Hampton Subway Newsletter Week of Sept. 28–Oct. 4, 2012

Famous riders, delicious sandwiches and an antique discovery this week on the Hampton Subway.

Week of September 28 – October 4, 2012

Riders this past week: 13,112

Rider miles this past week: 89,843


Seen on the Hampton Subway this past week were columnists Liz Smith, who was scribbling something while riding from Wainscott to East Hampton, and Cindy Adams, who was also scribbling but while riding between Bridgehampton and Sag Harbor.


Subway, the restaurant, which has all the little food concessions on the 14 platforms in our system, has decided to change the name of the new sandwich they came out with last week. It was originally named “The Hampton Subway” but this was soon to be found very confusing— for instance, I ordered a Hampton Subway, or I took a bite out of Hampton Subway. So they are changing the name to Ivan Kratz, who founded the Hampton Subway in 1931. The Ivan Kratz is still the same as the Hampton Subway. It is ham and cheese with mayonnaise and a gherkin pickle sliced in half on a bagel.


After much urging, the State of New York has agreed to put signs up noting the existence of the Hampton Subway entrances. For budgetary reasons, however, these signs will have another message on them since that will save some metal. The signs will read EVACUATION ROUTE on the top and HAMPTON SUBWAY below with an arrow pointing the way. This could cause some confusion because EVACUATION ROUTE refers to the roads that lead west and are best used to get off the East End in an emergency. Unfortunately, Hampton Subway gets no farther west than Westhampton Beach. So it’s not an evacuation route. Oh well. As our commissioner says, half a loaf is better than none.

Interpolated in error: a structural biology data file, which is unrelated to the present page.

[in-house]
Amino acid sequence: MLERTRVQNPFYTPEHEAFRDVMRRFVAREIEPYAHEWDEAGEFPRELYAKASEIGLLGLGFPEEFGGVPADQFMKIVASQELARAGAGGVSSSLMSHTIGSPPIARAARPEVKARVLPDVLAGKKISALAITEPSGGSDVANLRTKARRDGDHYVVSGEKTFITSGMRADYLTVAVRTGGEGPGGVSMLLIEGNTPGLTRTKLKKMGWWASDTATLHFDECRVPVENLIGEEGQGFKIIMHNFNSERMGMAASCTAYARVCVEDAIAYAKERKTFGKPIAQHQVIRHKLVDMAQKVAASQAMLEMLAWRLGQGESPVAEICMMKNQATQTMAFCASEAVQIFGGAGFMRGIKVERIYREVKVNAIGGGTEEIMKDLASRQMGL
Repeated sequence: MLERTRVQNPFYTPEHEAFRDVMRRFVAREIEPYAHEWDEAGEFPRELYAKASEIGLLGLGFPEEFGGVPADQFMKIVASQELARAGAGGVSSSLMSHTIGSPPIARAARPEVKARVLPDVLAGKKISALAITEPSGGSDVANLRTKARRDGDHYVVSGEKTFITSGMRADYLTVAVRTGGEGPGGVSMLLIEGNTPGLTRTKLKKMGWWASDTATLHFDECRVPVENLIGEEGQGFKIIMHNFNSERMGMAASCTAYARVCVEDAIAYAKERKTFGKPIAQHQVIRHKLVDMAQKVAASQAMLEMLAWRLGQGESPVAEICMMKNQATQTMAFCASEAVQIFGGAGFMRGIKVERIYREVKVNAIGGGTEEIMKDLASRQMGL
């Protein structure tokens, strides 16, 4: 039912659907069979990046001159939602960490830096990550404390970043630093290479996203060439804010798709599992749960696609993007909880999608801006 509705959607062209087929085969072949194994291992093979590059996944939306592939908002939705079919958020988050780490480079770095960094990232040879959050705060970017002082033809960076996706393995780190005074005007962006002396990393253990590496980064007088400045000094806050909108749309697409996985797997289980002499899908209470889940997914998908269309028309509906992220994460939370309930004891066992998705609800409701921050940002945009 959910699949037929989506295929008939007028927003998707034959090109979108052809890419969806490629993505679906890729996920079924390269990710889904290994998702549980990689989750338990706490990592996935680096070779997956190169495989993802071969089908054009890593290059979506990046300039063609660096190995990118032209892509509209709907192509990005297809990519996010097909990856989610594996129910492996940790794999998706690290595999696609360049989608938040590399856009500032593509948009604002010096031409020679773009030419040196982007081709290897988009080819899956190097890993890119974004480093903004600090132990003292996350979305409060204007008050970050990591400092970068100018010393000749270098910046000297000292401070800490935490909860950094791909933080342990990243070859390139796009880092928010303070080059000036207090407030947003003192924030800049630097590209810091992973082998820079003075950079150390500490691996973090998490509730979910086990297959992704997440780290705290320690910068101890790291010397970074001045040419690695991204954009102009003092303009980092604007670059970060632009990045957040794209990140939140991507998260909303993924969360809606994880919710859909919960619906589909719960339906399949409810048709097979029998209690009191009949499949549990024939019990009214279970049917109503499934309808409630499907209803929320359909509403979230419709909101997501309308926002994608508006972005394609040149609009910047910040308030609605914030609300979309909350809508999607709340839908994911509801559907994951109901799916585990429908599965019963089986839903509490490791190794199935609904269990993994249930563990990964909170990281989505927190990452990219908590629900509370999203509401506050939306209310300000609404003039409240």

Today is the birthday of Alice Washington, who worked here for a few weeks last fall as one of our many marketing publication directors before getting fired. She is still on our list of birthday people, but she should have been taken off. This is an oversight. There will be no party with cake and candles for her in the company cafeteria in our Hampton Bays office building. Please don’t come expecting anything.


An 80-year-old subway car has been found on the Hampton Subway system in one of the storerooms underground between the East Hampton and Amagansett stops. Its date of manufacture, 1928, is on the plaque on the front right above the name of its manufacturer, which is (was) the Calhoun Subway Car, Zephyr and Dirigible Mfg. Co., Dayton, Ohio. In the car’s window is the information “D – Brooklyn Bridge.” It’s the D train from the Lexington Avenue line that has somehow got out here to Hampton Subway. Historians speculate that in 1931 when Ivan Kratz, the founder of Hampton Subway, brought illegally gotten subway construction material out to the Hamptons to build this place, he also brought with him a New York City subway car from the Lex Line. Why is not known. But here it is.


The locating of a dusty, cobwebbed, antique subway car is very exciting to me. This is from the days when subway cars were just getting started. It has historic value. As soon as we get it cleaned up, we hope to have that storeroom underground made into a display place for this subway car, a museum, if you will. On certain occasions our subway cars will stop at the entrance to this storeroom halfway between East Hampton and Amagansett, so people can see what one of these things looks like.


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